from Wiktionary, Creative Commons Attribution/Share-Alike License.

  • proper noun A female given name.


from Wiktionary, Creative Commons Attribution/Share-Alike License

From German Undine ("undine"), first used as a given name in the novel Undine by Friedrich de la Motte Fouqué and in 19th century operas based on the book.


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  • Dynamite was used to free her, and she was then apparently salvaged and repaired and left in Undine Bay in the New Hebrides.

    Whatever Happened to Jack London's Boat, the Snark? 2010

  • He also objected to the name Undine; and at my earnest request, came home with me, through the dark forest, in order to baptise her.

    Famous Stories Every Child Should Know Various 1880

  • Undine is indeed a very charming tale: it displays delicacy blended with great power, a heart-born truthfulness, and a divine spirit.

    The Raven And Other Poems. 1845

  • "Thus, then, was she baptized Undine; and during the holy ceremony she behaved with great propriety and gentleness, wild and wayward as at other times she invariably was; for in this my wife was quite right, when she mentioned the anxiety the child has occasioned us.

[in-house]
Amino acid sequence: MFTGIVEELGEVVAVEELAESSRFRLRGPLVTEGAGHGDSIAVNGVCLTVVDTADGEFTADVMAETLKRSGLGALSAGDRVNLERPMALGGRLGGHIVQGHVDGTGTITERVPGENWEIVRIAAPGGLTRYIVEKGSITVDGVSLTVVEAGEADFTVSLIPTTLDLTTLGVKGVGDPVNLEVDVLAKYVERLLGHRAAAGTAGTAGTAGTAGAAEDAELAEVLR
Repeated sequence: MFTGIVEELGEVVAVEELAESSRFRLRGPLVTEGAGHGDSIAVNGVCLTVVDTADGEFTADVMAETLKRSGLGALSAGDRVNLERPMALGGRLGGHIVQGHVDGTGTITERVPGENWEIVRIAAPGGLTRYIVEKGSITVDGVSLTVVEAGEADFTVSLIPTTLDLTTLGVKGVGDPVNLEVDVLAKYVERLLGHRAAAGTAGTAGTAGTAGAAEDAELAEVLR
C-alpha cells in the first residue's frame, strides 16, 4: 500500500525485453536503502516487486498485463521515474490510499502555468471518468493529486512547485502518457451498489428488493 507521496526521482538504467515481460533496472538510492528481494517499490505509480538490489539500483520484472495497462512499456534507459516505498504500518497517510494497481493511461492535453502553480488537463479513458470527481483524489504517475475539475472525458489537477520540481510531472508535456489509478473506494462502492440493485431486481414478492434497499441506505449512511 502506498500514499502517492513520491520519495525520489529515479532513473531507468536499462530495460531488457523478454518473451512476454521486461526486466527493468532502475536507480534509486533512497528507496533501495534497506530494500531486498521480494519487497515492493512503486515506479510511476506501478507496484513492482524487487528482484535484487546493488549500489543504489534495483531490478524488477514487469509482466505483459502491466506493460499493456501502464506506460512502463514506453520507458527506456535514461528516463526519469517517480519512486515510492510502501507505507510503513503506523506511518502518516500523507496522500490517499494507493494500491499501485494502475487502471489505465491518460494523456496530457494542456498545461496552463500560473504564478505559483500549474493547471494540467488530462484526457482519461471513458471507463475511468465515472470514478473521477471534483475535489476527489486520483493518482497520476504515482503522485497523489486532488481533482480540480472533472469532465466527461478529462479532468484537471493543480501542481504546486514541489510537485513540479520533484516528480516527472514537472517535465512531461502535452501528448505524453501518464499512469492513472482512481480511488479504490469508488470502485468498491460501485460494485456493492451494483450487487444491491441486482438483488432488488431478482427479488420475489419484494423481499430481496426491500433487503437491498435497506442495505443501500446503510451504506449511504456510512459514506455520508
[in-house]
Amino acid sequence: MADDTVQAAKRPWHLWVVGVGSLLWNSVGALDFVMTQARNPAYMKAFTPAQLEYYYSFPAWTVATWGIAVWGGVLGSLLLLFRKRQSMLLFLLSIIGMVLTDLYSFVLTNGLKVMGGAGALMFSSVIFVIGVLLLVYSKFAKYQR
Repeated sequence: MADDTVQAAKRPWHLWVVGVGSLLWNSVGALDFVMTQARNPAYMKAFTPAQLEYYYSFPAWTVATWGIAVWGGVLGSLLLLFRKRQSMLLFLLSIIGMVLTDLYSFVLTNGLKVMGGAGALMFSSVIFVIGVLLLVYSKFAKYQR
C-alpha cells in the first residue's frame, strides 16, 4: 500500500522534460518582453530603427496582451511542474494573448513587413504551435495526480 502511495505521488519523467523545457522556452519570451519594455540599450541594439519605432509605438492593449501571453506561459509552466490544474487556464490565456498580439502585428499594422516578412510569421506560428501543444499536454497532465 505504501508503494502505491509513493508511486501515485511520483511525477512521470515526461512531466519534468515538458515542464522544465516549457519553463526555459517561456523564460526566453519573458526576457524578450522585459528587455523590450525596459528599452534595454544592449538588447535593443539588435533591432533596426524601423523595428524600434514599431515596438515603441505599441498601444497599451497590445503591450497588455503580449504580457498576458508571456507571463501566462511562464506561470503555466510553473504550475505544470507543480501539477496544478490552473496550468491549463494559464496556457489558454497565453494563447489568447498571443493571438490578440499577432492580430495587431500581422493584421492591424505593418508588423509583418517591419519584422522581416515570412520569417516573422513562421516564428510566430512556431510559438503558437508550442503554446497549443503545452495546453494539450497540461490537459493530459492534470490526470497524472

Undine Friedrich Heinrich Karl Freiherr de La Motte-Fouqu�� 1810

  • He disliked the idea of Undine's being too frequently seen with Van Degen, whose Parisian reputation was not fortified by the connections that propped it up in New York; but he did not want to interfere with her pleasure, and he was still wondering what to say when, as the door closed, she turned to him gaily.

    The Custom of the Country Edith Wharton 1899

  • It was understood that Ralph, on their return, should renounce the law for some more paying business; but this seemed the smallest of sacrifices to make for the privilege of calling Undine his wife; and besides, he still secretly hoped that, in the interval, his real vocation might declare itself in some work which would justify his adopting the life of letters.

    The Custom of the Country Edith Wharton 1899

  • She played all manner of childish tricks on her husband, her foster parents, and even the venerable Priest, and when the old woman began to check her, one or two words from Huldbrand, who gravely called Undine "his wife," reduced her to silence.

    Famous Stories Every Child Should Know Various 1880

  • She, on the other hand, would not hear of this, and told us that she thought she had been called Undine by her parents, and that

    Undine Friedrich Heinrich Karl Freiherr de La Motte-Fouqu�� 1810

  • There is also, of much later date, a wild and poetical fiction for which we are indebted to the same source, called Undine, from the pen of Lamotte

    Lives of the Necromancers William Godwin 1796

  • The additional context provided by Spence's recounting of the myth proved useful, as the music revealed a water-like interplay of surface and depth that recalled Undine's origins.

    The Santa Barbara Independent stories 2010


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